chapter is associated with the economic conflicts between the affluent and those less well-to-do. The South, like Texas, has changed from a single- party Democratic system, but class polarization has increased since the mid-1970s. In Texas, this economic conflict existed prior to the 1950s. My suspicion is that many of the Anglo 57 percent that now support Democrats will not swing to the Republican Party given the intensity of economic class conflict ( Bartley and Graham, 1975; Nadeau and Stanley, 1993: 900-19; Sundquist, 1983). Then, there is the matter of minority seats created in the decennial reapportionment process. These seats remain Democratic, and given the conflict between haves and have-nots in Texas, it is hard to see how Republicans can reach out to a majority of Latino voters.
Incumbency's effects have no party or gender labels. Both men and women, Democrats and Republicans, are favored as incumbents in an election. They are more likely to win with strong support in their districts, as measured by the mean percentage of district votes. A review of the statistics associated with incumbency will also reveal that incumbents are likely to be unopposed in their campaigns. In essence, a party's leaders can assume that a vast majority of incumbent districts are safe, non-competitive seats. Each party attempts to win seats at the margin, where open elections represent an opportunity to advance representation for parties and women in a legislative chamber.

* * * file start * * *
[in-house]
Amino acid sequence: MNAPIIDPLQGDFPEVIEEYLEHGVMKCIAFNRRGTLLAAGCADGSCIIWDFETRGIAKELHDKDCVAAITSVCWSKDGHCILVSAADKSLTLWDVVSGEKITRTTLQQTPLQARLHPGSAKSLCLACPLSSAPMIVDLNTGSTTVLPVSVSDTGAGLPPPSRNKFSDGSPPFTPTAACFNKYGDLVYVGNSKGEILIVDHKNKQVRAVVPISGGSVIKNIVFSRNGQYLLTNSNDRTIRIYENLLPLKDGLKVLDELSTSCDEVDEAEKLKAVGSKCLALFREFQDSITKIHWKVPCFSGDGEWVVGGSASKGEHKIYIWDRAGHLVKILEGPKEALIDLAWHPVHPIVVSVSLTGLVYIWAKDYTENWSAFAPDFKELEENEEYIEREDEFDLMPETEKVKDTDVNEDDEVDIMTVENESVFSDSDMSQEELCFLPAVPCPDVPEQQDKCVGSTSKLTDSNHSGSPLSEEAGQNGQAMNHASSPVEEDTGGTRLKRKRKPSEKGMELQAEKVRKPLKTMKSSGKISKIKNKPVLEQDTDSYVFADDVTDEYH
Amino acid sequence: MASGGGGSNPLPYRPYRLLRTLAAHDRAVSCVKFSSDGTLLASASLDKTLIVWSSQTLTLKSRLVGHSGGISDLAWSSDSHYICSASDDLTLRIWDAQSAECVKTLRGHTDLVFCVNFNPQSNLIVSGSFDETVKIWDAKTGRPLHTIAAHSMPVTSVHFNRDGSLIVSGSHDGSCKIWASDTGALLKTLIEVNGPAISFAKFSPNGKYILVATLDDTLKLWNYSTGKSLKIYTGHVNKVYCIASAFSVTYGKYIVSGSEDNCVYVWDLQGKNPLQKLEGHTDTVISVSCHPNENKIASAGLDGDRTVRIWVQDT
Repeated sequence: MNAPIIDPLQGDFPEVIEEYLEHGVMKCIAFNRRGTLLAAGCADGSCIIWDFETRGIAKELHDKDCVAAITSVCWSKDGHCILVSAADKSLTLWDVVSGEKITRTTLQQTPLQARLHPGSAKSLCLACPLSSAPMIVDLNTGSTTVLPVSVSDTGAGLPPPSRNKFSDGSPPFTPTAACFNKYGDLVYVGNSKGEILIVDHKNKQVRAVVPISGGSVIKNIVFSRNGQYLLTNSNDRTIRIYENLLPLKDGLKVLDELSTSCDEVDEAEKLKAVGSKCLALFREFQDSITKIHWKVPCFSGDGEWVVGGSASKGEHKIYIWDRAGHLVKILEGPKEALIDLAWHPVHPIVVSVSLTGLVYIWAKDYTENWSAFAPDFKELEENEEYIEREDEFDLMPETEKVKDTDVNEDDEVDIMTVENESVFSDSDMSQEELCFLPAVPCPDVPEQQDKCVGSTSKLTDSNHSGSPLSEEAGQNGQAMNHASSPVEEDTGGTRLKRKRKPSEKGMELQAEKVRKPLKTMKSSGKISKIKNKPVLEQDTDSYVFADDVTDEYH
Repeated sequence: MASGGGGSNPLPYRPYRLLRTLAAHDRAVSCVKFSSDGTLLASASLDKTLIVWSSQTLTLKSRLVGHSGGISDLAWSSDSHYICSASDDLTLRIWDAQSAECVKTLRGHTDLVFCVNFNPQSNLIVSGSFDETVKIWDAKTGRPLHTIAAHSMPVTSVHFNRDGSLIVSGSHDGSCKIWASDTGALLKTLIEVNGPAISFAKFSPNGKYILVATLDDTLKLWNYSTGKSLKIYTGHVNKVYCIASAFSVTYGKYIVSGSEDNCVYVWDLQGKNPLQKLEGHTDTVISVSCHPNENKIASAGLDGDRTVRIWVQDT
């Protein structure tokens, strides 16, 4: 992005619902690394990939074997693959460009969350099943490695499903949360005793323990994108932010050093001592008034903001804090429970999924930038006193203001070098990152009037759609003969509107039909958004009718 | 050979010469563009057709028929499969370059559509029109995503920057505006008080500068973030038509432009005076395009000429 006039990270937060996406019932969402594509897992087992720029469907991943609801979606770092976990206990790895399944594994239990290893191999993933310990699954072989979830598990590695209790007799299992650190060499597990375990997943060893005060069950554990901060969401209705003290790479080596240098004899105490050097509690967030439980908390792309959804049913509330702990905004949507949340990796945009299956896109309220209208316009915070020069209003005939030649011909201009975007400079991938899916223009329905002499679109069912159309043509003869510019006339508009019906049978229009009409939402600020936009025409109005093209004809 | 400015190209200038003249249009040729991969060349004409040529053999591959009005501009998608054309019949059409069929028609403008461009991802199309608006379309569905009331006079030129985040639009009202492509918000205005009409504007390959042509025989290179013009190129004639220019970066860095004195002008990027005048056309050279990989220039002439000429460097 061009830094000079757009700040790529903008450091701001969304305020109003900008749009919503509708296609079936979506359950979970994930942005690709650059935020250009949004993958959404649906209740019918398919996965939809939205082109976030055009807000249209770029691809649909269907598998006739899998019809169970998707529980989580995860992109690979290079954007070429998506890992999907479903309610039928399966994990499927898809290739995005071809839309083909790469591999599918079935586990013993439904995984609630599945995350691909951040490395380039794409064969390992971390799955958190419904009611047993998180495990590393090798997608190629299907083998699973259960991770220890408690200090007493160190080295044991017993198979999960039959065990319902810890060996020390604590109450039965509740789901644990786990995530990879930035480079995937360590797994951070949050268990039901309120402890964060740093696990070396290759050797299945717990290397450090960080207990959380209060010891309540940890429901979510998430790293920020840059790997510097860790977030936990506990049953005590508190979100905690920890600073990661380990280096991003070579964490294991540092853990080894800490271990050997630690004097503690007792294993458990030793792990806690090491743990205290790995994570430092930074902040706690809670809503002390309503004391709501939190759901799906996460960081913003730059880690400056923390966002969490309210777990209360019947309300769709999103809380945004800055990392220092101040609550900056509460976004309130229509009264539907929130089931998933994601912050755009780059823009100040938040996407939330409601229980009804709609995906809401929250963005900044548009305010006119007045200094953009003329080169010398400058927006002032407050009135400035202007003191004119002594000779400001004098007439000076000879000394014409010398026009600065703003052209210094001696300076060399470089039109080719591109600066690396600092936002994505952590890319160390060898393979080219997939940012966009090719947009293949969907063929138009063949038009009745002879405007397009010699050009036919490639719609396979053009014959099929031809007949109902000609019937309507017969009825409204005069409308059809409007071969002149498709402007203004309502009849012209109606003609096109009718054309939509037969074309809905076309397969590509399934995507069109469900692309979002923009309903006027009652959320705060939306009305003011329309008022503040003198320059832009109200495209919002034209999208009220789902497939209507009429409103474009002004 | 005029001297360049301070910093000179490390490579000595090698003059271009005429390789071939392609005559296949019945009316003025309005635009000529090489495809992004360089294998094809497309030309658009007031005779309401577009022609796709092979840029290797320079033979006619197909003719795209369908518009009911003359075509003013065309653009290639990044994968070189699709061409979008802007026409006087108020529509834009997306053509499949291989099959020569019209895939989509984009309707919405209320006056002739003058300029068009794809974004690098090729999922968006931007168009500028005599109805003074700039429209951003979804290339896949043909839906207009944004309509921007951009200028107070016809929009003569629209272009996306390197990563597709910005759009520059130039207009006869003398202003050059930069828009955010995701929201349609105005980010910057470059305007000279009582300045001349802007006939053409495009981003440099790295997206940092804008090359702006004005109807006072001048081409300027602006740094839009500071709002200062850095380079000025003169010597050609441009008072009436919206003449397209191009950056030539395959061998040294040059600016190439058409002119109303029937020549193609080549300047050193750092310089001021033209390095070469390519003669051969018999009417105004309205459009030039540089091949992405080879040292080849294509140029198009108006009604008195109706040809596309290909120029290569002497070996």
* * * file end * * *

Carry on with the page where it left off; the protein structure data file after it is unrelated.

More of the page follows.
Unlike California or Florida, Texas has no term-limitation legislation, therefore it will be extremely difficult for Republicans, and women as a group, to dramatically advance their representation. The number of open seats will remain small, and at least some portion of them will be in single-party districts. This blocks significant partisan change in the legislature, but less so for women unless the conservative tide affecting the country has subtle effects on women's perceptions of opportunity. In a conservative party paying service (lip service at times?) to family values, it becomes more difficult for women to step outside established but eroding traditions of mothers in the home. The success of Democratic women, who are less tied to these values by their constituents, should continue to outpace that of Republican women.